KEY FACTS
  • DNA can be replicated artificially by the polymerase chain reaction. The enzyme DNA polymerase is used to make new double stranded DNA by synthesising a new complementary strand to a pre-existing strand, just as in natural replication.
  • PCR makes it possible to synthesise large numbers of copies of very small samples of DNA.
  • DNA fragments can be separated by gel electrophoresis. A voltage is applied to the gel and the negatively charged DNA fragments move towards the positive electrode. Smaller fragments move faster than large ones.
  • The bands of DNA can be seen if radioactive nucleotides are used in the PCR. The pattern of banding in the gel can be made visible by placing the gel next to a sheet of unexposed photographic film overnight. the radioactive bands cause the film to turn black.
  • Cystic fibrosis is a genetic disorder caused by a mutant allele that produces a defective form of the channel protein, called CFTR. This protein normally transports chloride ions out of the cells.
  • The defective CFTR protein causes chloride ions to build up in the cells. This causes those cells to retain water. In the lungs and intestines this is a particular problem. Water fails to pass into the mucus that lines the airways and gut, causing the mucus to become thick and sticky. In the lungs, this leads to breathing difficulties and the risk of infection; in the gut, the mucus blocks the ducts that carry digestive enzymes.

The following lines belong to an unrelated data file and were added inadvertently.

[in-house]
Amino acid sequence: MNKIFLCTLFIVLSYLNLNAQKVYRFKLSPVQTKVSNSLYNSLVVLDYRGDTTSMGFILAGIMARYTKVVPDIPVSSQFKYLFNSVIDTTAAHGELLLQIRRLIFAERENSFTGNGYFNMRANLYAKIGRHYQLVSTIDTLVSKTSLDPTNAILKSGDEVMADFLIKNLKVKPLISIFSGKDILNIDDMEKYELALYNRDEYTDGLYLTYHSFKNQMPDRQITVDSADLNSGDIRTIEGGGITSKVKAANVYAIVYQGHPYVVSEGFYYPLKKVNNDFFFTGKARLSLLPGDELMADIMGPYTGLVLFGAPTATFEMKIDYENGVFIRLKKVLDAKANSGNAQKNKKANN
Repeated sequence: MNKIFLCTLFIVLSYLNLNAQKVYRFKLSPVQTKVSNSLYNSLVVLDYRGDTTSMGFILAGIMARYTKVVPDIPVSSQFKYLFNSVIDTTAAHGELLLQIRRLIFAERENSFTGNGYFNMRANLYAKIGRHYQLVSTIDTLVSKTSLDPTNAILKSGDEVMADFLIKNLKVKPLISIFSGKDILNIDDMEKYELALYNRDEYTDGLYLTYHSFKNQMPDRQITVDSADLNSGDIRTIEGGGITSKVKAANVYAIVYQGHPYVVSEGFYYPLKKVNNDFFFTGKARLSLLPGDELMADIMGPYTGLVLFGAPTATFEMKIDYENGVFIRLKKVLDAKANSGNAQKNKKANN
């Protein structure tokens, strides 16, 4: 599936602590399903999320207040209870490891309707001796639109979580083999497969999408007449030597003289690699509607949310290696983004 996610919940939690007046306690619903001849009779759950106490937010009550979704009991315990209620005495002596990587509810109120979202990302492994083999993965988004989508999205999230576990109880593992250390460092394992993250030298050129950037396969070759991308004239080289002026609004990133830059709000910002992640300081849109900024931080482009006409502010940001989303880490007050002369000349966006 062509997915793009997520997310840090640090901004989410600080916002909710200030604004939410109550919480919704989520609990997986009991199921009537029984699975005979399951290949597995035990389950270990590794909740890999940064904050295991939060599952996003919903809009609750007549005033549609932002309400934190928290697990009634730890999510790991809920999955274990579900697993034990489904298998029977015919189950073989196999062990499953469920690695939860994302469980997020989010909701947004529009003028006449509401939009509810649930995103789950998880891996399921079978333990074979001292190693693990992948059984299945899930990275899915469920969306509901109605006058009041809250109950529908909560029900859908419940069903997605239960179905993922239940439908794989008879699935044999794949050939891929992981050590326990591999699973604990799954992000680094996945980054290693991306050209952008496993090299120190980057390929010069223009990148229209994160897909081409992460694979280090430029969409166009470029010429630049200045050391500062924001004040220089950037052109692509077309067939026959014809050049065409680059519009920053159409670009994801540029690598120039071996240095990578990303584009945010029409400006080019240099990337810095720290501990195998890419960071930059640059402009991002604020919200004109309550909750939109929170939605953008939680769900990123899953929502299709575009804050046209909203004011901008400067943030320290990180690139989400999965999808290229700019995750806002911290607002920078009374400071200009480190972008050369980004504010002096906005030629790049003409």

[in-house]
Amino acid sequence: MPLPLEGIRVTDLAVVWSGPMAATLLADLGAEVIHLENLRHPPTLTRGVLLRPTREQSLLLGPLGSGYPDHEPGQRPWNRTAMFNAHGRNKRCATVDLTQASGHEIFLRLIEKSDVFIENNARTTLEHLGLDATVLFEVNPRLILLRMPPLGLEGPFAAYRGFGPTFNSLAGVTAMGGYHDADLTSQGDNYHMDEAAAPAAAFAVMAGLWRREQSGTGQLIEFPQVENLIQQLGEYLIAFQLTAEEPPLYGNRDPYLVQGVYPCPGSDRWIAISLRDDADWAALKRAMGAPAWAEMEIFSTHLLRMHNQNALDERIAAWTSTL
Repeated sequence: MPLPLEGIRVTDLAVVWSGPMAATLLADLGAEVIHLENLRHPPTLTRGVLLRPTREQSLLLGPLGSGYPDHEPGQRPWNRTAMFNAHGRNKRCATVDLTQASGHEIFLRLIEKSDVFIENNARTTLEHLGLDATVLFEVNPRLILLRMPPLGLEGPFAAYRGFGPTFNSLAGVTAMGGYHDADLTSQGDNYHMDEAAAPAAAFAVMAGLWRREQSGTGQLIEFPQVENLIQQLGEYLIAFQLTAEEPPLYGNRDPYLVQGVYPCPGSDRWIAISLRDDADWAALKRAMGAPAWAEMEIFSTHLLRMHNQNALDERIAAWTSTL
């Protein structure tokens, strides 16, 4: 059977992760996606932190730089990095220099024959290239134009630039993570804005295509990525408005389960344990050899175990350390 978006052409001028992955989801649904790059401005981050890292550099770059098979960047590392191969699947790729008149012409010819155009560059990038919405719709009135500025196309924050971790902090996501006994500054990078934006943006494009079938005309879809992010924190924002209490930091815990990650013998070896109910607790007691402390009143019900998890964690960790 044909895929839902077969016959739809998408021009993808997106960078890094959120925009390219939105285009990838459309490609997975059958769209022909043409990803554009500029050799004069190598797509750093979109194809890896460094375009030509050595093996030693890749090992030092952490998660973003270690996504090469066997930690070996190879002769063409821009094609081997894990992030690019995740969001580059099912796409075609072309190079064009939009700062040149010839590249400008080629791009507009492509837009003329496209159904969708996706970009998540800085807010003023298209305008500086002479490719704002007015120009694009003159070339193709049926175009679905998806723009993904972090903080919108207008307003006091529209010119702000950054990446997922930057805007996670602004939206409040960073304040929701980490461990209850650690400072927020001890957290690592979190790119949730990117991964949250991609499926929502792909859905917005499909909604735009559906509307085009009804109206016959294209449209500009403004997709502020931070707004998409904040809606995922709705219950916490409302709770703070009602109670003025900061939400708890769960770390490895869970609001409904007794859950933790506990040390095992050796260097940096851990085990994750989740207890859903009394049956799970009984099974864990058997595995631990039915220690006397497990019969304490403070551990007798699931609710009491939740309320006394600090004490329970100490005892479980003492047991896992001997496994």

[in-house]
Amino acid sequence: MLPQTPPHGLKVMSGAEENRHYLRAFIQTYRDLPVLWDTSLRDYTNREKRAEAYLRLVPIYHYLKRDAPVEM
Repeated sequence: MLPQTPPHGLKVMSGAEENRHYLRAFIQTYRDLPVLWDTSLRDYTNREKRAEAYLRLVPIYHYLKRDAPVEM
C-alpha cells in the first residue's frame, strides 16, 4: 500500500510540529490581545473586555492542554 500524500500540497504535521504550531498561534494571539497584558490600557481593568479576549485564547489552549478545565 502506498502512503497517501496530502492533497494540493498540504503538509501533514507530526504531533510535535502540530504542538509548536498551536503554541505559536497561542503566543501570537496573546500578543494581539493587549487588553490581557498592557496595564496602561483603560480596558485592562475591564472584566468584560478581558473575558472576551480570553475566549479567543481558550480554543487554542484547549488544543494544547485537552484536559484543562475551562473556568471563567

• Some severe genetic disorders can be treated by gene therapy. Healthy genes are cloned and then transferred to target cells in the body to take over the function of defective genes that cause the disorder.
  • Two forms of gene therapy are being developed to treat cystic fibrosis. In the first, healthy CFTR genes are inserted into liposomes, which fuse with the cell membranes and take the genes into the cells. In the other, harmless viruses are used to insert the CFTR genes into the cells.